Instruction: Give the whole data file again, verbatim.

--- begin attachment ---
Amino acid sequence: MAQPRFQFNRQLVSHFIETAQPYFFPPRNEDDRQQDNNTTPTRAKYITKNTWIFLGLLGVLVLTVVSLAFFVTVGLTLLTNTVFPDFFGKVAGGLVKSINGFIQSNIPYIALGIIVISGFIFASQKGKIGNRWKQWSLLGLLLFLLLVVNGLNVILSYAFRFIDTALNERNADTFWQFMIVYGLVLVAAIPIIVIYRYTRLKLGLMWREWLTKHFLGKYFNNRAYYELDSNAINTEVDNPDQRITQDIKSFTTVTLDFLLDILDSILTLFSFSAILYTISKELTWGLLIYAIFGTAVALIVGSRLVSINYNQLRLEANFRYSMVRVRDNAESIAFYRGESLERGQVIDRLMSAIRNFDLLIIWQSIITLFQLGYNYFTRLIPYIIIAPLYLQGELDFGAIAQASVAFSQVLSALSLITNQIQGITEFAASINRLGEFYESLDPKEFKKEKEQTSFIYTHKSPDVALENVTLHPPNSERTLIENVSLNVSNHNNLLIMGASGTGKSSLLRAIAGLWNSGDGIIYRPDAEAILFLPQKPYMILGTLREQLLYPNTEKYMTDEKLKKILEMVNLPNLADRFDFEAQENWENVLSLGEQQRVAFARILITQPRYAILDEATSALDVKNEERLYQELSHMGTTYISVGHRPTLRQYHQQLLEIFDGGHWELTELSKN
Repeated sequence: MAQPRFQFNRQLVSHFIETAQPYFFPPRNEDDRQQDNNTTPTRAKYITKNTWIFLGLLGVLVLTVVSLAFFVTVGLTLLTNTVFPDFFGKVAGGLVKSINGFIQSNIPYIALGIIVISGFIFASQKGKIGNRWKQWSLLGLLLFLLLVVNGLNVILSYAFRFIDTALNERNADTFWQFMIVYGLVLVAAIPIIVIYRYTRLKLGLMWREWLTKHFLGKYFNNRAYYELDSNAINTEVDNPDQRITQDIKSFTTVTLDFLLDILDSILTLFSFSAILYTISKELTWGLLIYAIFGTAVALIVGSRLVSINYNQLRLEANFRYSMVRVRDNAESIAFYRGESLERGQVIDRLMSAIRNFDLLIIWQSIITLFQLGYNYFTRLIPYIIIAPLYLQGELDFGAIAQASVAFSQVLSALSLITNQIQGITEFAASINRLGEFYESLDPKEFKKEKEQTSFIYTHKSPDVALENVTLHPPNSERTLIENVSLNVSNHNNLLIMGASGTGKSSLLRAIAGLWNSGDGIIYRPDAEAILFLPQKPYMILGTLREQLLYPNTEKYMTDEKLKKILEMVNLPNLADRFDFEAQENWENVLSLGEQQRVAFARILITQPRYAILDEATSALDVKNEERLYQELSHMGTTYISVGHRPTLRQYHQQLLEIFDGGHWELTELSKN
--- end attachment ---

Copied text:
Amino acid sequence: MAQPRFQFNRQLVSHFIETAQPYFFPPRNEDDRQQDNNTTPTRAKYITKNTWIFLGLLGVLVLTVVSLAFFVTVGLTLLTNTVFPDFFGKVAGGLVKSINGFIQSNIPYIALGIIVISGFIFASQKGKIGNRWKQWSLLGLLLFLLLVVNGLNVILSYAFRFIDTALNERNADTFWQFMIVYGLVLVAAIPIIVIYRYTRLKLGLMWREWLTKHFLGKYFNNRAYYELDSNAINTEVDNPDQRITQDIKSFTTVTLDFLLDILDSILTLFSFSAILYTISKELTWGLLIYAIFGTAVALIVGSRLVSINYNQLRLEANFRYSMVRVRDNAESIAFYRGESLERGQVIDRLMSAIRNFDLLIIWQSIITLFQLGYNYFTRLIPYIIIAPLYLQGELDFGAIAQASVAFSQVLSALSLITNQIQGITEFAASINRLGEFYESLDPKEFKKEKEQTSFIYTHKSPDVALENVTLHPPNSERTLIENVSLNVSNHNNLLIMGASGTGKSSLLRAIAGLWNSGDGIIYRPDAEAILFLPQKPYMILGTLREQLLYPNTEKYMTDEKLKKILEMVNLPNLADRFDFEAQENWENVLSLGEQQRVAFARILITQPRYAILDEATSALDVKNEERLYQELSHMGTTYISVGHRPTLRQYHQQLLEIFDGGHWELTELSKN
Repeated sequence: MAQPRFQFNRQLVSHFIETAQPYFFPPRNEDDRQQDNNTTPTRAKYITKNTWIFLGLLGVLVLTVVSLAFFVTVGLTLLTNTVFPDFFGKVAGGLVKSINGFIQSNIPYIALGIIVISGFIFASQKGKIGNRWKQWSLLGLLLFLLLVVNGLNVILSYAFRFIDTALNERNADTFWQFMIVYGLVLVAAIPIIVIYRYTRLKLGLMWREWLTKHFLGKYFNNRAYYELDSNAINTEVDNPDQRITQDIKSFTTVTLDFLLDILDSILTLFSFSAILYTISKELTWGLLIYAIFGTAVALIVGSRLVSINYNQLRLEANFRYSMVRVRDNAESIAFYRGESLERGQVIDRLMSAIRNFDLLIIWQSIITLFQLGYNYFTRLIPYIIIAPLYLQGELDFGAIAQASVAFSQVLSALSLITNQIQGITEFAASINRLGEFYESLDPKEFKKEKEQTSFIYTHKSPDVALENVTLHPPNSERTLIENVSLNVSNHNNLLIMGASGTGKSSLLRAIAGLWNSGDGIIYRPDAEAILFLPQKPYMILGTLREQLLYPNTEKYMTDEKLKKILEMVNLPNLADRFDFEAQENWENVLSLGEQQRVAFARILITQPRYAILDEATSALDVKNEERLYQELSHMGTTYISVGHRPTLRQYHQQLLEIFDGGHWELTELSKN